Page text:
Who are the members of this group of ambiguous "humans" who would be candidates to "improve"?

What are some examples of these "disincentives" that they may be "liable" for?

If you are able to provide examples of these "disincentives", how would you describe the decay of one's character if these restrictions and disadvantages are removed from their environment?

Just curious.
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gb
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PostFri Aug 17, 2018 2:32 pm 
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MtnGoat wrote:
because you've spent the money on what isn't a cause, doesn't help anyone.

Of course you are all wet here. Global warming is real, CO2 rise is real and CO2 isotopes and O2 concentration drops are all of the signal of fossil fuel burning. And studies of past climate (using O18) demonstrate on average a 3 degree rise per a doubling of CO2. Will it be the same this time? I agree with you that the key here is feedback loops and the significance of variables that lead to them.
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gb
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PostFri Aug 17, 2018 2:52 pm 
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MtnGoat wrote:
gb wrote:
But you cannot rely on the pace of innovation and implementation by private industry. At least initially those implementations will be driven by economic considerations for the private enterprise. Government has to incentivize innovation and early implementation until economics become an effective driver of what needs to be done.

Generosity by foundations and organizations and by governments has to help spread effective technologies around the world or we will all suffer in one way or another, even economically.

It incentivized massive losses during the prior administration's gambling. What you're arguing for is the same people as anywhere else making guesses no better than anyone else's, with someone else's money.

That sounds like it came from a backwards looking think tank. Solar energy is up 33% over last year in the US but it is a new industry with rapidly evolving technologies and those technologies take investment to develop. Also in an evolving industry there will be winners and losers. Motley Fool summarized this well:
Quote:
Will consolidation help solar economics?
The upside for the few survivors in the solar industry should be better economics. As companies have floundered, they've been forced to sell product at cash costs or less, bringing down the whole industry with them. But if manufacturing consolidates into just a handful of large companies, they could slowly develop scale and technology new entrants couldn't compete with -- and slowly inch margins higher. This is because, unlike most industries, solar manufacturers who go bankrupt usually disappear rather than restructuring and keeping the market oversupplied. Bankrupt manufacturers don't typically have equipment others are willing to buy, which we saw with Suntech Power, Solyndra, Evergreen Solar, OptiSolar, and Abound Solar. They usually flood the market in their last breaths but rarely does another strong manufacturer buy the distressed assets or does a restructuring work.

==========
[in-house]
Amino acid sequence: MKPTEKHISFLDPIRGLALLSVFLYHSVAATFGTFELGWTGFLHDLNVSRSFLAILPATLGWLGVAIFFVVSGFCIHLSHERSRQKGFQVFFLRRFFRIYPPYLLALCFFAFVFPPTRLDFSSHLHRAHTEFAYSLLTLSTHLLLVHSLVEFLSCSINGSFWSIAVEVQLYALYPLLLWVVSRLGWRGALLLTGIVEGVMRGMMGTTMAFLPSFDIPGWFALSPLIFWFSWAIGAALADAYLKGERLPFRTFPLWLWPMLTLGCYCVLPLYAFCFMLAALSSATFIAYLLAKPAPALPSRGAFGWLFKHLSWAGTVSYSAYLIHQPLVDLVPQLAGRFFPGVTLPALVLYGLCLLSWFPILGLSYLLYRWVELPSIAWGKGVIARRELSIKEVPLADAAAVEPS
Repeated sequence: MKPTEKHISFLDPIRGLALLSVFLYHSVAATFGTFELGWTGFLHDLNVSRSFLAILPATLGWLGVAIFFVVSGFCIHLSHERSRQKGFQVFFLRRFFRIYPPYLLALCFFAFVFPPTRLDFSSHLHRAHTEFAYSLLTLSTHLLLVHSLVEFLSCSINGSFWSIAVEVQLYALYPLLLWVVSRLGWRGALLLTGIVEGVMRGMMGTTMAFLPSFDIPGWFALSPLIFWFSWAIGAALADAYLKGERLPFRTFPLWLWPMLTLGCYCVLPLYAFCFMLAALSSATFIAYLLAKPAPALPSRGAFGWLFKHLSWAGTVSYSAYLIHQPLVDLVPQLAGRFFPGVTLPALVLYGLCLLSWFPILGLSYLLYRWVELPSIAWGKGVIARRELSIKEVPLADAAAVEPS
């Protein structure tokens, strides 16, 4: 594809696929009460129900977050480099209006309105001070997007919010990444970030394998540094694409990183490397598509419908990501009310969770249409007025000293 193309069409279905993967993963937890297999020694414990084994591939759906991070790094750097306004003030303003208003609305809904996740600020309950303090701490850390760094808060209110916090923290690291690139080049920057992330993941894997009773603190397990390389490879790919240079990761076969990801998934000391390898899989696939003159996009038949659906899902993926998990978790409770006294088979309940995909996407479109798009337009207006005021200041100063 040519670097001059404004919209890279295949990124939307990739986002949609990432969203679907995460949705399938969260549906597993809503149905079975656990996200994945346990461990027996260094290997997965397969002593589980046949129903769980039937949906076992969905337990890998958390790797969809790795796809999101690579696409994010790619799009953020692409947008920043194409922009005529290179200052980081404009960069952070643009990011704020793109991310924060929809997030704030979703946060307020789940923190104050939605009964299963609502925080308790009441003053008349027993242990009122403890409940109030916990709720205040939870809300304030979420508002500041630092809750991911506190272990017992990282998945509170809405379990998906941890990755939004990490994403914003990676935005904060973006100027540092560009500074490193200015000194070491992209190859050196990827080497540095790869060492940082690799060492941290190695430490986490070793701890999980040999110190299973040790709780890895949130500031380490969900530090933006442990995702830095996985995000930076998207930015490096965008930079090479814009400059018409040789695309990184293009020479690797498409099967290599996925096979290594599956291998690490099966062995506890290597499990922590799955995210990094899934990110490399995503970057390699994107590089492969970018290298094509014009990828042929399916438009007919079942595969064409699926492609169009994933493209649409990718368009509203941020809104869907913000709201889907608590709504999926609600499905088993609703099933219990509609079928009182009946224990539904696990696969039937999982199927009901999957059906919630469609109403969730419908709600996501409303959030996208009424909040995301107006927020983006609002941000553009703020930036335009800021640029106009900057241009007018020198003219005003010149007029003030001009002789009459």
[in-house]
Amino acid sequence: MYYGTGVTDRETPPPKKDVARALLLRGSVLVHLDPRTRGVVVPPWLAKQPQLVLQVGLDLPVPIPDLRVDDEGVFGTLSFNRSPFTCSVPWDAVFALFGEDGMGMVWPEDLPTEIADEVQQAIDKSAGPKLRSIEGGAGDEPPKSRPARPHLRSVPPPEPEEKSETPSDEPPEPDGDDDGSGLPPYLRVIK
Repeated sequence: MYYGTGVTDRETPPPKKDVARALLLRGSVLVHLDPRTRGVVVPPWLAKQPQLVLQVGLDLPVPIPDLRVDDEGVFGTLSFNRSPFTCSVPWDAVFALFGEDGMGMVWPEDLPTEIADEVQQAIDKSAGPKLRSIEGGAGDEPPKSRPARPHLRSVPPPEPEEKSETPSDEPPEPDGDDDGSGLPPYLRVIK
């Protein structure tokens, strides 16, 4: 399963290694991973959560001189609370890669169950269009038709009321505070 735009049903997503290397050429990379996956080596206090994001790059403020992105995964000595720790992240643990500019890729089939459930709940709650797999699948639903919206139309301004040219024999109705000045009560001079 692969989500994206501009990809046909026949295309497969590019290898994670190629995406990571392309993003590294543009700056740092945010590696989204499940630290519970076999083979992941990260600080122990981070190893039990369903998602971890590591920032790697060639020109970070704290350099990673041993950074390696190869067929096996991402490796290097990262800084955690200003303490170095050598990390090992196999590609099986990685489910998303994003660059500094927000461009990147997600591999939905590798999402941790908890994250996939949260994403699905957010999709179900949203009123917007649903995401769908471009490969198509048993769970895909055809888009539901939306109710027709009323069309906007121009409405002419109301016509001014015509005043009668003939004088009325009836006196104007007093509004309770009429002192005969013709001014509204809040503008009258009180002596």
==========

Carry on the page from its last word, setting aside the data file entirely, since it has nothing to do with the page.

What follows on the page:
I think we're already getting to the point where discerning developers will prefer to work with manufacturers they see as long-term winners, particularly in the U.S. and other developed markets. The difference between most solar panels is small, but if a developer doubts the future of a particular manufacturer, they'll likely choose the more stable supplier, like NextEra's decision to use SunPower for a recent 125 MW project or First Solar signing 111 MW of sales since February. On the flip side, weaker companies like Yingli Green Energy and Suntech Power, as it was going bankrupt, quickly lose sales because customers can see financial trouble coming. Paying a small premium of a penny or two per watt would be a small price to pay for more stability, and for manufacturers that penny or two, it can be the difference between breaking even and making a profit.

We're early in the industry's consolidation, but I think we'll see some of the manufacturers I mentioned above slowly expand their share. If they can maintain decent economics, they'll slowly squeeze weaker suppliers out. And with the solar industry reaching a point of more sustainable growth long-term, this could finally be a winning industry for investors.

Forbes took a largely similar position on July 6 of 2018. https://www.forbes.com/sites/quora/2018/07/06/whats-new-in-solar-energy-research-in-2018/#6fc50fb44743 And then you only need to look at the Middle East and China to see huge investments in Solar Energy.

Continued incentivization at this stage in it's development will help to make US companies working new generation renewables competitive. And that has a far better chance of helping the US economy than subsidizing oil and worse yet coal. Coal jobs could easily be replaced with healthier and far more rewarding jobs in renewable energy in the same regions.
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MtnGoat
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PostSat Aug 18, 2018 1:43 am 
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It doesn't make them competitive. They're eating more resources than they produce. That's the appearance of competitive while wasting resources.

On to scare news...

Quote: